In 1932, the Great Depression called for an even greater escape. To the assez cuckoo Jacques Haïk, this large-scale coping mechanism materialized in a cinema with nearly 3,000 seats (he originally wanted 2,000 more, but the builders talked him down). This was the Rex.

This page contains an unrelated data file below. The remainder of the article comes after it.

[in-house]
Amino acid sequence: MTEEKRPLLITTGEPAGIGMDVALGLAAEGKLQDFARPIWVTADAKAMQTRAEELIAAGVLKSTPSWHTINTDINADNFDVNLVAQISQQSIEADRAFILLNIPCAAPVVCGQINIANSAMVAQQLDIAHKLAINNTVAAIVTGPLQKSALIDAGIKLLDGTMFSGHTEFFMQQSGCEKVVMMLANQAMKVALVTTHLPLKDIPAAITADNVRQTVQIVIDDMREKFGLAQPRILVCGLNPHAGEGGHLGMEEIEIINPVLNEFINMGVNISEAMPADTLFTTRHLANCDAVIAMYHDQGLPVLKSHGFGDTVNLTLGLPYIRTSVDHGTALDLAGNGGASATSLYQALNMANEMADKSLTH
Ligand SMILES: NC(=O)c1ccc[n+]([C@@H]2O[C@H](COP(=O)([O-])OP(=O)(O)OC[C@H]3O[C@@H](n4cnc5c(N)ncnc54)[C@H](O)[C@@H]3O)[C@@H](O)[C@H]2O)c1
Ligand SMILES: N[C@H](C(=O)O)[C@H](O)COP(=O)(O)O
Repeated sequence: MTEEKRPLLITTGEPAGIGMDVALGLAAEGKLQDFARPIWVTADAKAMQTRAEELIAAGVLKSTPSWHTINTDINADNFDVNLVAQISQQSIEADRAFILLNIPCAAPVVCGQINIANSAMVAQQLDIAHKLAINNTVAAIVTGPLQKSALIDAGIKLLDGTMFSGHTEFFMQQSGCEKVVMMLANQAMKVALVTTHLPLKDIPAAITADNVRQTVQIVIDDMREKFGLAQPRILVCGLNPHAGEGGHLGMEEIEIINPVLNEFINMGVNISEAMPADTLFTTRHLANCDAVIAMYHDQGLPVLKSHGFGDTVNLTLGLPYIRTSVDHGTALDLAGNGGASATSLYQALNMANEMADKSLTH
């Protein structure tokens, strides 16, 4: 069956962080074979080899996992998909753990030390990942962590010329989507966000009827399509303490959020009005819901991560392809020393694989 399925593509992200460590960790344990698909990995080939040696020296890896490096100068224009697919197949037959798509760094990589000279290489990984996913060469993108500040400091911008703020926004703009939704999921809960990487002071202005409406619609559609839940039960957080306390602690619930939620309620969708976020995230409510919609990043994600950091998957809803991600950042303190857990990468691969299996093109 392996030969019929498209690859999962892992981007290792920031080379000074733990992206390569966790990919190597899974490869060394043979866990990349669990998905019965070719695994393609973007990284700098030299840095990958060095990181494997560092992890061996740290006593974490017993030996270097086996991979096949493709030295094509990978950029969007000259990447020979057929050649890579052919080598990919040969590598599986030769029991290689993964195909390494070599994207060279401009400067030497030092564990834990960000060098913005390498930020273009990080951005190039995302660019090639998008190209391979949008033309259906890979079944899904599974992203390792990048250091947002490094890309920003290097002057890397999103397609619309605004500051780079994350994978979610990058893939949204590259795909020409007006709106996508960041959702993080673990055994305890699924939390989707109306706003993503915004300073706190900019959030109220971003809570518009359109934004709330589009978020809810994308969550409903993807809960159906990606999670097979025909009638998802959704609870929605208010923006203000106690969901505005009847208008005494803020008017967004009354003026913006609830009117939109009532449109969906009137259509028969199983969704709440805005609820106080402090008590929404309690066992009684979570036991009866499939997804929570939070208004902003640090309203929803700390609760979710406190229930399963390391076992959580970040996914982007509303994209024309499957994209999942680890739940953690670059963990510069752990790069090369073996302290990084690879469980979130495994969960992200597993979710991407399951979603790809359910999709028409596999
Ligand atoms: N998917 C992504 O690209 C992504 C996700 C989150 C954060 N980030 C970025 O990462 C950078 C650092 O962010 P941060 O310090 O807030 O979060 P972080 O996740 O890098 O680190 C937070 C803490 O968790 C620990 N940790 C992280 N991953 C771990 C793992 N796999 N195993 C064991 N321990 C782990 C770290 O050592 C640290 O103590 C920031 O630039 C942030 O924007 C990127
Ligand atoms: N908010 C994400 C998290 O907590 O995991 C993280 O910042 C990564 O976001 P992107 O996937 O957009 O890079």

Today, protected since the ’80s in all of its art deco glory, The Rex remains the largest and oldest operating theater in all of Europe. Its “Grand Large” auditorium—three tiers of deep red plush rising in steep ascent to an azure ceiling that balloons high above—provide a picture-perfect backdrop to even the most devastating of performances.